Posted on - Oct 17, 2017

By Victor Ing

Victor Ing

The Liberal government election promise of relaxed citizenship requirements have finally arrived! As of October 11, 2017, new rules have come into effect to make it easier for Canadian permanent residents to apply for citizenship by reducing the time that they need to be physically present in Canada before qualifying for Canadian citizenship.

On October 4, 2017, Immigration, Refugees and Citizenship Canada (“IRCC”) announced that long awaited changes to the Citizenship Act would take effect on October 11, 2017. These changes were initially approved in June 2017 when Bill C-6 became law making obtaining citizenship more flexible and accessible for potential applicants, but it was not known exactly when they would come into effect.

Below are three of the important changes you need to know about:

Three in Five Rule

You are now eligible to apply for Canadian citizenship if you have physically resided in Canada for three (3) years in the five (5) years immediately before the date of your citizenship application, which replaces the former rule of four (4) out of the past six (6) years.

Time Spent Before Permanent Residence Counts

IRCC will once again recognize days spent in Canada as a temporary resident towards the residency requirement for citizenship. Days spent in Canada before becoming a permanent resident now count as half-days, up to a maximum of 365 days, towards meeting the physical presence requirement to obtain Canadian citizenship. These changes will specifically help people who have studied and worked in Canada before becoming permanent residents.

Relaxed Testing Requirements

Previously, applicants between the ages of 14 and 64 years were required to pass language and knowledge testing requirements for Canadian citizenship. The new rules will make these requirements mandatory only for applicants between the ages of 18 and 54 years, exempting older and younger applicants from testing both English or French language proficiency and knowledge of Canada.

These new changes make citizenship more attractive and accessible for potential applicants. In combination with the reduction of the physical residence requirement to only three years of physical presence in Canada, these newly implemented rule changes make citizenship attainable as early as two years after you become a permanent resident of Canada.

IRCC introduced the new revisions to Canada’s citizenship provisions during Citizenship Week held between October 9-15, which is intended to celebrate and reflect upon what it means to be Canadian. By implementing these changes, Canada is actively encouraging permanent residents to take the final step to apply for citizenship and become part of the Canadian family.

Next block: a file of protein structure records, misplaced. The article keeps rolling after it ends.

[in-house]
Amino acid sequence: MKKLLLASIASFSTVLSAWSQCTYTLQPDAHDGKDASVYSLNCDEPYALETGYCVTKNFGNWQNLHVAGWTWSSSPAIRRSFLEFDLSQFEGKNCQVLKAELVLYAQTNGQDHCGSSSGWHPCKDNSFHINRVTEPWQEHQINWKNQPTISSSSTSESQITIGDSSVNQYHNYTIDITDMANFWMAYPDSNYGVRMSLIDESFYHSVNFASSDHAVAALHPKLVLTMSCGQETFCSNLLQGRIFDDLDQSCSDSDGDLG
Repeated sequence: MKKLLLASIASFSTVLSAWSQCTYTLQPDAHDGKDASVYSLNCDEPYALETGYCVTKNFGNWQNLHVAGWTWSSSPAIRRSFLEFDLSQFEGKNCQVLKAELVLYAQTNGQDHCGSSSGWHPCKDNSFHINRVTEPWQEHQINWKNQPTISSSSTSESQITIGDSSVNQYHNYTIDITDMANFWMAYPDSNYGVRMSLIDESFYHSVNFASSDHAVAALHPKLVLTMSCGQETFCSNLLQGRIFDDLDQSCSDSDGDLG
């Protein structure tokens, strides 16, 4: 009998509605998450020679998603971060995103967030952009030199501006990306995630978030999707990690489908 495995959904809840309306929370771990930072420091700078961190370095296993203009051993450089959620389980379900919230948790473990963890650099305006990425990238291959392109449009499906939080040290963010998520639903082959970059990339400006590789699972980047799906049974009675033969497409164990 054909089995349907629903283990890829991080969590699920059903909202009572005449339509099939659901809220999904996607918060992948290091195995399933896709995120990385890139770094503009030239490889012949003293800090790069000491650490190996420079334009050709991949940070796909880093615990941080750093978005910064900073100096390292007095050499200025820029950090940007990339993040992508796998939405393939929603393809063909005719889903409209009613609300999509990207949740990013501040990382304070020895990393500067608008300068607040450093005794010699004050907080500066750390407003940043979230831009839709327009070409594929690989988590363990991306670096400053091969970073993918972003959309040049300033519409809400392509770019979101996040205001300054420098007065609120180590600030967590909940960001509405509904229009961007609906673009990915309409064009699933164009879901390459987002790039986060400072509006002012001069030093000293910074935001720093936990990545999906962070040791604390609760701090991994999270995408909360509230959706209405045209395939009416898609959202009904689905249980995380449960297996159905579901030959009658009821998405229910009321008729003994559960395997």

Victor Ing is a Vancouver immigration lawyer at Sas & Ing Immigration Law Centre in Vancouver, BC Canada, and provides a full range of immigration services.

To learn more about immigrating to Canada, becoming a permanent Canadian resident or bringing your family to Canada, email Victor Ing or call him at 1-604-689-5444.

Share this article:

Related Topics: , ,

Related Posts

BC’s Business Immigration Program Reopens for Business On July 2, 2015 the provincial government introduced it's new and improved BC PNP business program - the Entrepreneur immigration stream. The BC PNP entrepreneur immigration stream is targeting experienced entrepreneurs who are ready to invest in and acti...
Canadian companies gain access to EU tech workers Canadian companies seeking skilled tech professionals and skilled EU tech professionals seeking to work in Canada will benefit from the Canada-European Union Comprehensive Economic and Trade Agreement (“CETA”) that came into effect in 2017.
Employer Roadblocks for Hiring Foreign Workers Continue! Minister of Immigration, Chris Alexander, continues to make the hiring of foreign workers difficult for Canadian employers. On February 21, 2015 Citizenship and Immigration Canada (CIC) introduced new rules that require employers hiring foreign nationals ...
Sas & Ing celebrates the 100 Year Journey Gala Sas & Ing Immigration Law Centre proudly assists the Indo-Canadian community to honour the legacy of the Indo-Canadian pioneers and their important contribution to Canada's past, present and future.
Canada’s Skilled Worker Program Re-Opens It’s Doors! Canada's skilled worker program for permanent residence was re-opened on May 4, 2013 after several months of being suspended. Immigration Minister Jason Kenney closed the program in June of 2012 to further address a backlog of applications as well as to ...